Ferric wild-type HtsA has a MCD spectrum typical of a low spin, hexacoordinate heme iron with histidine and methionine axial ligands (Fig. 1D), confirming the previous finding (18). As expected, the MCD spectrum of ferric M79A is high spin (Fig. 1D), and the profile of the M79A spectrum in the charged transfer region is similar to that of aqueous metMb (27), suggesting again that ferric M79A has a water- and histidine-ligated hexacoordinate heme iron.
The H229A replacement caused more profound change in the MCD spectrum than the M79A mutation (Fig. 1D). Notably, the intensities of the peak and trough of the Soret band of ferric H229A are small and similar to those of ferric horseradish peroxidase, Aplysia myoglobin, cyanogen bromide-modified myoglobin, and H64L and H64V myoglobin whose heme irons have a pentacoordination with a histidine axial ligand (26, 28), suggesting that ferric H229A has a pentacoordination. However, the MCD spectrum profile of ferric H229A is obviously different from those of these proteins with histidine-ligated, pentacoordinate heme iron, particularly possessing a band with a derivative feature around 608 nm. The different MCD profile of H229A HtsA from the proteins with histidine-ligated, pentacoordinate heme iron is most likely because H229A HtsA has a methionine ligand.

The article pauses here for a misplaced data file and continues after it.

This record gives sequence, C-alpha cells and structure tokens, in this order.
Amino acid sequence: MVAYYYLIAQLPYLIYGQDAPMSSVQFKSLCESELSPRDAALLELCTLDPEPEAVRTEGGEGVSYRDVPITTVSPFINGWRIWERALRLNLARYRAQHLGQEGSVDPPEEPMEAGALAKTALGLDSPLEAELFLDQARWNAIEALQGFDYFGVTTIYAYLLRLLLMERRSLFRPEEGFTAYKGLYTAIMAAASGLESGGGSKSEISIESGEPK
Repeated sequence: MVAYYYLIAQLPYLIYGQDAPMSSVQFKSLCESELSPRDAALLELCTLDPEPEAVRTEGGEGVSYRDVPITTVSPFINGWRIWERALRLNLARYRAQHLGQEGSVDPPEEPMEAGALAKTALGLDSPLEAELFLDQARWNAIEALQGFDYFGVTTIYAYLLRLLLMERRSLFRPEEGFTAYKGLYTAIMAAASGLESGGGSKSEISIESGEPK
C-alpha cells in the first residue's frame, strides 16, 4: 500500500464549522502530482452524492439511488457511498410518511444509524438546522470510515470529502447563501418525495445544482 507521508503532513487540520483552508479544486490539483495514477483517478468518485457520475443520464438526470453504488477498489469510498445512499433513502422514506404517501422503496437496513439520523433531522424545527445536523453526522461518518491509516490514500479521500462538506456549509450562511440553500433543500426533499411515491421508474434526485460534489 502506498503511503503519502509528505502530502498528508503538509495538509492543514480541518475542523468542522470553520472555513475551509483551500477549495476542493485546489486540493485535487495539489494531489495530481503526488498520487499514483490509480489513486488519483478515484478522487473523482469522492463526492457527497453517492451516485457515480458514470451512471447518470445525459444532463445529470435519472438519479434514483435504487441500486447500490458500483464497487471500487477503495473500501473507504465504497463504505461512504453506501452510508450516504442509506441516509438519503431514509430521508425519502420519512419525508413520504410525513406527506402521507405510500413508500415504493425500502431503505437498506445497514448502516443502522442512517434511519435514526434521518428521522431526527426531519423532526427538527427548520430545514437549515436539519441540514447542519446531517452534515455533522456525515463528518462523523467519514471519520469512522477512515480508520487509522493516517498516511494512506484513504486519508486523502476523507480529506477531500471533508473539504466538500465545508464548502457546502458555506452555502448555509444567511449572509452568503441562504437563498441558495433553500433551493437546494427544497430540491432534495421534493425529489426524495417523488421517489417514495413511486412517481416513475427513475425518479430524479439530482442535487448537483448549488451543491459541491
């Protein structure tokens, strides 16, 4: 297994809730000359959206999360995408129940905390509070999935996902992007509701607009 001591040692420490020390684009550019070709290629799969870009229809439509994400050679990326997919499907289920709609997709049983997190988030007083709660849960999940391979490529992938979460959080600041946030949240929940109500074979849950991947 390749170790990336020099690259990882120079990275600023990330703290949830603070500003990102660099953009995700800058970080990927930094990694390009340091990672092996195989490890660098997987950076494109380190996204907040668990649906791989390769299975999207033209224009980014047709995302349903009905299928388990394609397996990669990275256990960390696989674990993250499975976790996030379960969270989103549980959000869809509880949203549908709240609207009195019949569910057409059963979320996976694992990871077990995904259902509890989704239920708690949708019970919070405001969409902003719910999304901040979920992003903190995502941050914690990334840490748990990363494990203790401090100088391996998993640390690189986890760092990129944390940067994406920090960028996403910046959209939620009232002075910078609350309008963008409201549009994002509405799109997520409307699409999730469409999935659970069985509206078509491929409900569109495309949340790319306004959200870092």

Resonance Raman Spectra